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Mortality inequalities by occupational class among men in Japan, South Korea and eight European countries: a national register-based study, 1990–2015
Erasmus University Medical Center, Rotterdam, The Netherlands / University of Tokyo, Tokyo, Japan.ORCID iD: 0000-0002-3153-8802
Erasmus University Medical Center, Rotterdam, The Netherlands.
University of Zürich, Zürich, Switzerland.ORCID iD: 0000-0003-0766-3723
University of Copenhagen, Copenhagen, Denmark.ORCID iD: 0000-0003-3513-7245
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2019 (English)In: Journal of Epidemiology and Community Health, ISSN 0143-005X, E-ISSN 1470-2738, Vol. 73, no 8, p. 750-758Article in journal (Refereed) Published
Abstract [en]

Background: We compared mortality inequalities by occupational class in Japan and South Korea with those in European countries, in order to determine whether patterns are similar.

Methods: National register-based data from Japan, South Korea and eight European countries (Finland, Denmark, England/Wales, France, Switzerland, Italy (Turin), Estonia, Lithuania) covering the period between 1990 and 2015 were collected and harmonised. We calculated age-standardised all-cause and cause-specific mortality among men aged 35–64 by occupational class and measured the magnitude of inequality with rate differences, rate ratios and the average inter-group difference.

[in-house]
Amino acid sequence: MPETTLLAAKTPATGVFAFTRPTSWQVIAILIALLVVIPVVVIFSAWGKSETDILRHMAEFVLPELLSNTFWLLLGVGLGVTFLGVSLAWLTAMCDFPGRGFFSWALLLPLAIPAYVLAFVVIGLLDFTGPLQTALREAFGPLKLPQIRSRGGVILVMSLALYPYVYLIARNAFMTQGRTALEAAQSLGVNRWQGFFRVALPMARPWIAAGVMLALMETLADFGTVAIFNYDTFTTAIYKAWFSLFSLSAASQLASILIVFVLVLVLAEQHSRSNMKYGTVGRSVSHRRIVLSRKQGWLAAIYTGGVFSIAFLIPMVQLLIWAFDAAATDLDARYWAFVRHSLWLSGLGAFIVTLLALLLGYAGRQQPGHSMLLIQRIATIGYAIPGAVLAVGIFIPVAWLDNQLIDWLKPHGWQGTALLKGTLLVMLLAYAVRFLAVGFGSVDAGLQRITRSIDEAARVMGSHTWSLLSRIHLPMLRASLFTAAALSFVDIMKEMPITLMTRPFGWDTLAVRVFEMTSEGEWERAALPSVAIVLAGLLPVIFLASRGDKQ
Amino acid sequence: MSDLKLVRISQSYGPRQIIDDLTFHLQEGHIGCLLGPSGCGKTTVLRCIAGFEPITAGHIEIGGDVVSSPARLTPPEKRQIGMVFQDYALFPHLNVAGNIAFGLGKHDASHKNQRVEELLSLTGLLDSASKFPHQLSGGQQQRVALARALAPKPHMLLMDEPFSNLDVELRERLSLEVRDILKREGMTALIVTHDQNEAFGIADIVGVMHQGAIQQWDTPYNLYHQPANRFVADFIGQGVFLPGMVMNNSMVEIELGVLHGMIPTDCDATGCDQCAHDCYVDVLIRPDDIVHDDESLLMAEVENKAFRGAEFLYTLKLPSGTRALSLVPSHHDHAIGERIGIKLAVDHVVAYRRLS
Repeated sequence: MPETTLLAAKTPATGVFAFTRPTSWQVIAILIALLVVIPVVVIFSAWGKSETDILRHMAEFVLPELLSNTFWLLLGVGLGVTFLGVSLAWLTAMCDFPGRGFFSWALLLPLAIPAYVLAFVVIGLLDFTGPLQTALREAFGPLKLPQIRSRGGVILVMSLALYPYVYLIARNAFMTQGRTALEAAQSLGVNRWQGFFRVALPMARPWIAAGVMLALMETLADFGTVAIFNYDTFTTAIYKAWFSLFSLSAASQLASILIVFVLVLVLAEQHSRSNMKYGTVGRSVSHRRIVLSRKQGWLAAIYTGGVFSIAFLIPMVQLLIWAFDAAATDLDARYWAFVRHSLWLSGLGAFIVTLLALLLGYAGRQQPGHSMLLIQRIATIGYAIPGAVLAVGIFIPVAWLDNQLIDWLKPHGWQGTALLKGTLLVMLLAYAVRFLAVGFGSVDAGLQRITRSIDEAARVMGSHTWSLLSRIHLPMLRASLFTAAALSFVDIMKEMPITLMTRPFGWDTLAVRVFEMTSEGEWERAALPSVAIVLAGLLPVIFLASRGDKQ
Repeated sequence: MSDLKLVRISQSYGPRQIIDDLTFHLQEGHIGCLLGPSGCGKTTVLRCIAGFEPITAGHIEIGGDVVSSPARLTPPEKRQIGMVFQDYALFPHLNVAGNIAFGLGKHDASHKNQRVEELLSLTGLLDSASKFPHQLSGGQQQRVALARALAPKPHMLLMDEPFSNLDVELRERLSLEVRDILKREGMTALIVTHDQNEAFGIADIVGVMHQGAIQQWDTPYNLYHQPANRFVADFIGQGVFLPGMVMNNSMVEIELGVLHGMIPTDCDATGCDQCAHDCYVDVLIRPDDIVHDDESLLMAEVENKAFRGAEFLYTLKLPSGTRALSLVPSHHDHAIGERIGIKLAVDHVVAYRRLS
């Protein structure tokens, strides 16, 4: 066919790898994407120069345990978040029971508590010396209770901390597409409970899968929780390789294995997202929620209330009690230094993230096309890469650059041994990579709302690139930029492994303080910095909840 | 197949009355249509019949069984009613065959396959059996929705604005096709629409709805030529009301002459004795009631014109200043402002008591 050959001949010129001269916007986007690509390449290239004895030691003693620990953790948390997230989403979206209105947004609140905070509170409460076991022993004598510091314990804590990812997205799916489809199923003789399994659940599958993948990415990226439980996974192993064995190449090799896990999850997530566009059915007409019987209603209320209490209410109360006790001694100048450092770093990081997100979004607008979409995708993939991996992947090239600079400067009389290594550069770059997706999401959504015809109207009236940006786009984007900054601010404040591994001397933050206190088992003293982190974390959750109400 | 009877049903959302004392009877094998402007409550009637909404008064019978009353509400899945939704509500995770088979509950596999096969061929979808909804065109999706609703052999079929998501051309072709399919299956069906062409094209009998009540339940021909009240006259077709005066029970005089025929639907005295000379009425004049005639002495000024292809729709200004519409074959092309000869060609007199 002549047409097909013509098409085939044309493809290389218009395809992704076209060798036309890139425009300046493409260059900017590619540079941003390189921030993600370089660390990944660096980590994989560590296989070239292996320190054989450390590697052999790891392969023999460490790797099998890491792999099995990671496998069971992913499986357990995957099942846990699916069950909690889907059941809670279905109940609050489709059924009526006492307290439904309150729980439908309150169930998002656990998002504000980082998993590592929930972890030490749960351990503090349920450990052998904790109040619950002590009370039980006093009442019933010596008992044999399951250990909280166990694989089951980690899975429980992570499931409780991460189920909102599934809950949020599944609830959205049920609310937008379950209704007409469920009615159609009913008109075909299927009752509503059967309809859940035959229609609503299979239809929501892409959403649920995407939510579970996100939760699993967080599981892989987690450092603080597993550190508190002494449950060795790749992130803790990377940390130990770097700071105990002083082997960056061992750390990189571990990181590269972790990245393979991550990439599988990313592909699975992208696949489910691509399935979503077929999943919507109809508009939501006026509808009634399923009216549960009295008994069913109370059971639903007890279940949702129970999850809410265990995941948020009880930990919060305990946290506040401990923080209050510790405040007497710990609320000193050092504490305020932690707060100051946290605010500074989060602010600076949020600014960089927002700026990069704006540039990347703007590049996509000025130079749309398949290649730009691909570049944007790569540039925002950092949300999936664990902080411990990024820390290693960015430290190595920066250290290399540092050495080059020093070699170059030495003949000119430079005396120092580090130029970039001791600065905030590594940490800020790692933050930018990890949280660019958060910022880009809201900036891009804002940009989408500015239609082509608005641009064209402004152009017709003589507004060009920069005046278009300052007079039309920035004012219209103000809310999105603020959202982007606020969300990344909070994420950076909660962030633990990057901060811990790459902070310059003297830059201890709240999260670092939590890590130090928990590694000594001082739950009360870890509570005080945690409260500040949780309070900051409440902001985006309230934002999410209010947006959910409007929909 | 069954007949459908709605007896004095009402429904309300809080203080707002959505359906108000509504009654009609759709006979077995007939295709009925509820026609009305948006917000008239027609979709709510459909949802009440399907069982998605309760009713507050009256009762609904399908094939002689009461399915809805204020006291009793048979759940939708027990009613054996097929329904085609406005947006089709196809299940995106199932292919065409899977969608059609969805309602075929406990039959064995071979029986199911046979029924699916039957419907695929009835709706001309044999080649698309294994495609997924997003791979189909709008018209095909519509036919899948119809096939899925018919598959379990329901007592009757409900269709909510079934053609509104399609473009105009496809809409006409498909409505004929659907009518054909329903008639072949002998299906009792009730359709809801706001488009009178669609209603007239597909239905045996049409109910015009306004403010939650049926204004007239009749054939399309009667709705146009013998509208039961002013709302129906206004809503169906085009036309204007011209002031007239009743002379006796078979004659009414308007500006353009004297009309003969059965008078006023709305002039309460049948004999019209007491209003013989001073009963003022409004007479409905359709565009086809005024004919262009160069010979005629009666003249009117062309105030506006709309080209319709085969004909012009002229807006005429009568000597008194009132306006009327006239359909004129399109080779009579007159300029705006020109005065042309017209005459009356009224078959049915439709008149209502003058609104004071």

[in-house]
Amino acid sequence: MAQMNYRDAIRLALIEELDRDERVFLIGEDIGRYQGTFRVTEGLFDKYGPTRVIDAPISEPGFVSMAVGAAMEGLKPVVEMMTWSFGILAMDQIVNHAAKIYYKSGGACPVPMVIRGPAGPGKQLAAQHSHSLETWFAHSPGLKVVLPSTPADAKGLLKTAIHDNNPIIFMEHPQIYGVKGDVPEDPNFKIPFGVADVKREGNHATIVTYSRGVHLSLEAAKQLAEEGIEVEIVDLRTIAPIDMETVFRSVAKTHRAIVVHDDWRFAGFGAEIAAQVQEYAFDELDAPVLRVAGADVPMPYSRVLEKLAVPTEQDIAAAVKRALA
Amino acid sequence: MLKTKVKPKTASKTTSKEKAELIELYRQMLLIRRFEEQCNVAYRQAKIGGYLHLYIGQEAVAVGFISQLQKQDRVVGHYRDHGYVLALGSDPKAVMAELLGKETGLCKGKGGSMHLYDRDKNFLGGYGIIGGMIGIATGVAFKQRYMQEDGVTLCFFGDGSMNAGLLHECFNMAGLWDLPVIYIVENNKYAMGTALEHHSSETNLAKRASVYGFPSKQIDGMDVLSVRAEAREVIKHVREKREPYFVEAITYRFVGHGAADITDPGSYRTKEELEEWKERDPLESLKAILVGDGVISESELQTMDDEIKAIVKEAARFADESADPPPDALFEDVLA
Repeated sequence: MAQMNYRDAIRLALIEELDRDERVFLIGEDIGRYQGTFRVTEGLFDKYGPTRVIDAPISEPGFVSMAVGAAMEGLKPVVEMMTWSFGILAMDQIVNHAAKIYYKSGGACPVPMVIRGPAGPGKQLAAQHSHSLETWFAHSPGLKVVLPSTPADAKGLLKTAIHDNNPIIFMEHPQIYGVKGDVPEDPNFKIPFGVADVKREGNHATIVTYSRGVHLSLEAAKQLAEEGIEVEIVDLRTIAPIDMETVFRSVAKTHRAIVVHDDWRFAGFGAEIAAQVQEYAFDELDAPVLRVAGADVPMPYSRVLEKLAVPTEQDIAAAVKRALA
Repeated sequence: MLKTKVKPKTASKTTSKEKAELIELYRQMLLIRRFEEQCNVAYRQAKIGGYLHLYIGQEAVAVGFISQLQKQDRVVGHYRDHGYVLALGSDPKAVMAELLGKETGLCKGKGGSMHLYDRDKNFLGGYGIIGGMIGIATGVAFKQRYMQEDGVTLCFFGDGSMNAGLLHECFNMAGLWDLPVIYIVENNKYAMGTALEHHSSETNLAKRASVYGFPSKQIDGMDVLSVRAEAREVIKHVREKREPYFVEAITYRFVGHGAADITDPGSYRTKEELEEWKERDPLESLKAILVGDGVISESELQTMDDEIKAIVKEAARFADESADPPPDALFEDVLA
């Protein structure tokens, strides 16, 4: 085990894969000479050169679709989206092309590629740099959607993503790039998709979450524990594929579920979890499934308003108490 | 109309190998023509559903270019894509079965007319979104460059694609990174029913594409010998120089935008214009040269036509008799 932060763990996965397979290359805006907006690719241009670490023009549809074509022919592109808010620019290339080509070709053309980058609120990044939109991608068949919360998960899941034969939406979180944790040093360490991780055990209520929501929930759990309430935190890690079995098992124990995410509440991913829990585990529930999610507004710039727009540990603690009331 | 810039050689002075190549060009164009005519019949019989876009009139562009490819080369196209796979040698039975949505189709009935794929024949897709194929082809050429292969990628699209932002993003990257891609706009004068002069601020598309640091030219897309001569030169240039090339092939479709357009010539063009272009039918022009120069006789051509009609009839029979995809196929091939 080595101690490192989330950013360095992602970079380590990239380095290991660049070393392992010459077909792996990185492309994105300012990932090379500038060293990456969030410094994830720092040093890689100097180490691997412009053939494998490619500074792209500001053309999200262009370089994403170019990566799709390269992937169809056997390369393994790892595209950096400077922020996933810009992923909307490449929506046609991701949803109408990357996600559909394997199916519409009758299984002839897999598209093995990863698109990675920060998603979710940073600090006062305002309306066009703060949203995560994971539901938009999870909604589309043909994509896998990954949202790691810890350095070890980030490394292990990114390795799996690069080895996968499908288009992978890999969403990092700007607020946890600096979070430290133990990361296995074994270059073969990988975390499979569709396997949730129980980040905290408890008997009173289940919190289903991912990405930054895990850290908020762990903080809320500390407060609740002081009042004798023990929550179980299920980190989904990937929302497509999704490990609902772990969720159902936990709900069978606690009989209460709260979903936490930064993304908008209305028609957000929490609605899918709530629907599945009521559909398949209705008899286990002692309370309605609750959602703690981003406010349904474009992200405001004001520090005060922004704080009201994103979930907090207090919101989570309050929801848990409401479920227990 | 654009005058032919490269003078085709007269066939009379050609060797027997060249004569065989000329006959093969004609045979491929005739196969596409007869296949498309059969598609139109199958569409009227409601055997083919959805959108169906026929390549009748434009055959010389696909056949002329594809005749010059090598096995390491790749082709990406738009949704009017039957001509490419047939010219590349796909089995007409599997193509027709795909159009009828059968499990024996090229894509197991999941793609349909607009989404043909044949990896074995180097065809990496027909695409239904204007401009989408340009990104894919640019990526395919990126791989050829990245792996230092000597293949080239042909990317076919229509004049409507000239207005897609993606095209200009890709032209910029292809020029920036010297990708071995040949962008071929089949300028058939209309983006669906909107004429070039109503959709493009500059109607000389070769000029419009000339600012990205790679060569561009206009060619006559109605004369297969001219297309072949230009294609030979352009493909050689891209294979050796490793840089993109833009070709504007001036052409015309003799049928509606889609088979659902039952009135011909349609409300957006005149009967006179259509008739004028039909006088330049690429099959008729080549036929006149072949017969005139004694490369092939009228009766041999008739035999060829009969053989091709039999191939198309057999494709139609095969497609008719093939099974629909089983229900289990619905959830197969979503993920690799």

Results: Clear gradients in mortality were found in all European countries throughout the study period: manual workers had 1.6–2.5 times higher mortality than upper non-manual workers. However, in the most recent time-period, upper non-manual workers had higher mortality than manual workers in Japan and South Korea. This pattern emerged as a result of a rise in mortality among the upper non-manual group in Japan during the late 1990s, and in South Korea during the late 2000s, due to rising mortality from cancer and external causes (including suicide), in addition to strong mortality declines among lower non-manual and manual workers.

Conclusion: Patterns of mortality by occupational class are remarkably different between European countries and Japan and South Korea. The recently observed patterns in the latter two countries may be related to a larger impact on the higher occupational classes of the economic crisis of the late 1990s and the late 2000s, respectively, and show that a high socioeconomic position does not guarantee better health.

Place, publisher, year, edition, pages
BMJ Publishing Group Ltd, 2019. Vol. 73, no 8, p. 750-758
National Category
Public Health, Global Health, Social Medicine and Epidemiology
Identifiers
URN: urn:nbn:se:sh:diva-38341DOI: 10.1136/jech-2018-211715PubMedID: 31142611OAI: oai:DiVA.org:sh-38341DiVA, id: diva2:1324735
Projects
LIFEPATH project
Funder
EU, Horizon 2020, 633666Available from: 2019-06-14 Created: 2019-06-14 Last updated: 2019-11-06Bibliographically approved

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